First Three Rampart Officers Plead Innocent

Stand Accused Of Framing Reputed Gang Member

LOS ANGELES, Calif., Updated 1:26 p.m. PDT May 15, 2000

The first three Los Angeles police officers prosecuted in the Rampart corruption scandal pleaded innocent Monday to framing a reputed gang member.

Sgts. Edward Ortiz and Brian Liddy and Officer Paul Harper are accused of conspiring to file a false police report and to commit perjury. All three have been suspended.

Ortiz is accused of being the ringleader of a conspiracy to plant a 45-caliber semi-automatic weapon on suspect Allan Lobos on April 26, 1996. Liddy allegedly rubbed the gun against Lobos’ fingers to frame him for possession. Harper is charged with reporting false accusations against Lobos.

Former officer Raphael Perez said the three Rampart officers framed the defendant after they wrongly claimed that Lobos ran through a parking lot, withdrew a pistol and ducked between cars.

Attorneys for the policemen say that their clients are not guilty.

“This is a criminal accusation against these three officers and they deny committing the crime,” Harper’s attorney, Joel Isaacson, told CBS 2 News. “We are not here saying, ‘Well, they had to do these things because of the gang problem.’ That is not the defense in this case. The defense is that these officers didn’t do what is alleged by Mr. Perez.”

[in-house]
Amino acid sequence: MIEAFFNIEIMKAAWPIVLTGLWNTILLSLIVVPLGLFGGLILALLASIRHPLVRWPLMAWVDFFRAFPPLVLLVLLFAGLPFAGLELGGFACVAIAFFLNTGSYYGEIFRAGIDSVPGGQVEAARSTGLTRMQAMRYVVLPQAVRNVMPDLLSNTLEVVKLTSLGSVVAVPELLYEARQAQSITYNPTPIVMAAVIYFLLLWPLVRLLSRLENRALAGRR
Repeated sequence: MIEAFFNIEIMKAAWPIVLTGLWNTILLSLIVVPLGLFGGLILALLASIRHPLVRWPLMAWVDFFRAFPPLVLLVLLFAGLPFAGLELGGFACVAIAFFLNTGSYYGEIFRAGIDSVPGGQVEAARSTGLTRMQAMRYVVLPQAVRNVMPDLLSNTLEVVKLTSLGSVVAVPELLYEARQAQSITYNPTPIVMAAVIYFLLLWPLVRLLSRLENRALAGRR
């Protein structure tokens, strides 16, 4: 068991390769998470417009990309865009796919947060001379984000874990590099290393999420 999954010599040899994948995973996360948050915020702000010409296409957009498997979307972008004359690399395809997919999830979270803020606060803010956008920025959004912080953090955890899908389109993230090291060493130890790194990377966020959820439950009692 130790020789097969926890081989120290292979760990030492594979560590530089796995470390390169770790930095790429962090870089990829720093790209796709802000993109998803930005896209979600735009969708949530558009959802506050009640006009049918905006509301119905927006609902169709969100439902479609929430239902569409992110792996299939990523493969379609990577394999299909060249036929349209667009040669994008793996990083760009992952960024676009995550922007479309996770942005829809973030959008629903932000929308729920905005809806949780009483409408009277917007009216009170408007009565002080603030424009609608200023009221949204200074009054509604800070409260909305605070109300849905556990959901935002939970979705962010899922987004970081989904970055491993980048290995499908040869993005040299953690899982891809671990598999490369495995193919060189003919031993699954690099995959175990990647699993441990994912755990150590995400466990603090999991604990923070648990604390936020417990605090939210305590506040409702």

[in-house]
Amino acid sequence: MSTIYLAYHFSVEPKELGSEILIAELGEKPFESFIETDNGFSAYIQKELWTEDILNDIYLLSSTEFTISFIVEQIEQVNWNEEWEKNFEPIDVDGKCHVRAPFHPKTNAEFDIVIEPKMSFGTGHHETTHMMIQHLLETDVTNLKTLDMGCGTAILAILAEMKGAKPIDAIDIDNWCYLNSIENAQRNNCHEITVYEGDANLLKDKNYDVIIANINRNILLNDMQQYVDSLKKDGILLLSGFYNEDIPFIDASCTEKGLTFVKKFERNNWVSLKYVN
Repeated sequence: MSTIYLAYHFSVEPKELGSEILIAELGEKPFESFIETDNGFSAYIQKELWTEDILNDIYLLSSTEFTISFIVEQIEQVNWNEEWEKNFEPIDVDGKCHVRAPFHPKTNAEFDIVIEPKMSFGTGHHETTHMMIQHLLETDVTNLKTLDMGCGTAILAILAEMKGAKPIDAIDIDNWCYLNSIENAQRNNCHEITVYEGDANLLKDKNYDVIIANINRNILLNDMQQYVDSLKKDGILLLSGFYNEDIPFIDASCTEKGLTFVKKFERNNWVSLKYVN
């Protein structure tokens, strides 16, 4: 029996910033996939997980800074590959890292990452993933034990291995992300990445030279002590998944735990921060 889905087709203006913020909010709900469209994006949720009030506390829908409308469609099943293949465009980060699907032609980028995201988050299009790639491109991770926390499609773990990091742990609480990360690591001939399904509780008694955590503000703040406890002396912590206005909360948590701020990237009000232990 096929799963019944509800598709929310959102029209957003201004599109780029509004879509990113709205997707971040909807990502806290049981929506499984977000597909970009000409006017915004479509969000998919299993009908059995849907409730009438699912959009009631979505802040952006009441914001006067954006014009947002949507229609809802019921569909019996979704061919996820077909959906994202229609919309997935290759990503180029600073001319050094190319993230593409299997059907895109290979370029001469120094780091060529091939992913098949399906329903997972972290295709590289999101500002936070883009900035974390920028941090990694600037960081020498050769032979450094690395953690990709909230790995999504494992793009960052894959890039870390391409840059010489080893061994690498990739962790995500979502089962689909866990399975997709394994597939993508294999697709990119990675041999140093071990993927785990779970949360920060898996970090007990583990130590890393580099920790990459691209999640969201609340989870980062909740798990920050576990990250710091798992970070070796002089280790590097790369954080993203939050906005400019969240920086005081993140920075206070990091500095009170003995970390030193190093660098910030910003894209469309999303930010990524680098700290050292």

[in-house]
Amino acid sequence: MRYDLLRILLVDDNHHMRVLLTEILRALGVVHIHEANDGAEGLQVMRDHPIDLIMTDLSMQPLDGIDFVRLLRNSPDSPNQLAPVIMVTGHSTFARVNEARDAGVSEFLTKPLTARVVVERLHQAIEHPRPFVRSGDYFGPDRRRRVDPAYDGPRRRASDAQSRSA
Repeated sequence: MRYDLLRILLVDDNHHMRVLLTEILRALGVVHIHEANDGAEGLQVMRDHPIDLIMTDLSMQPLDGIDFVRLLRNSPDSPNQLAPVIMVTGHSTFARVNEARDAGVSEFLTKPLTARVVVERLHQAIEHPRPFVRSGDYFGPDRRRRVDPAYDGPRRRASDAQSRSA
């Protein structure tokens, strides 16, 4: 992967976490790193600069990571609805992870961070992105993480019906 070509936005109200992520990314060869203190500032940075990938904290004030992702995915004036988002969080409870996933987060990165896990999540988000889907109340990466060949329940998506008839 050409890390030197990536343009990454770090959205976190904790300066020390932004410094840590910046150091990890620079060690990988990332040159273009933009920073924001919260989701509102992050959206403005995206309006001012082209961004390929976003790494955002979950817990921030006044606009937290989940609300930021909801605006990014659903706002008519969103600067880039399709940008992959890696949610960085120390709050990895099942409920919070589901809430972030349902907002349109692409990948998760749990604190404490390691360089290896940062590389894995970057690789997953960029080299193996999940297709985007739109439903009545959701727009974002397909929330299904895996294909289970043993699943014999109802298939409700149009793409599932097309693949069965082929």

Lobos, the man who was allegedly framed, spent one year in jail. He was out on probation when he was arrested and convicted on a murder case. Lobos remains in jail and his status will not be affected by the officers’ case.

Ortiz has been implicated in several other allegedly bogus Rampart cases, CBS 2 News reported. The judge agreed to release Ortiz on his own recognizance over the prosecutor’s objections.

Liddy and Harper remain free in lieu of $75,000 bail.

In court, the judge also rejected the district attorney’s request for a gag order and turned down the defense’s request to ban cameras from the courtroom.

A July 3 preliminary hearing is scheduled to determine if there is enough evidence to require the three officers to stand trial.

To date, more than 70 criminal cases have been overturned because of suspected officer misconduct, and more than 20 officers have been fired, suspended, relieved of duty or have quit as a result of the scandal.

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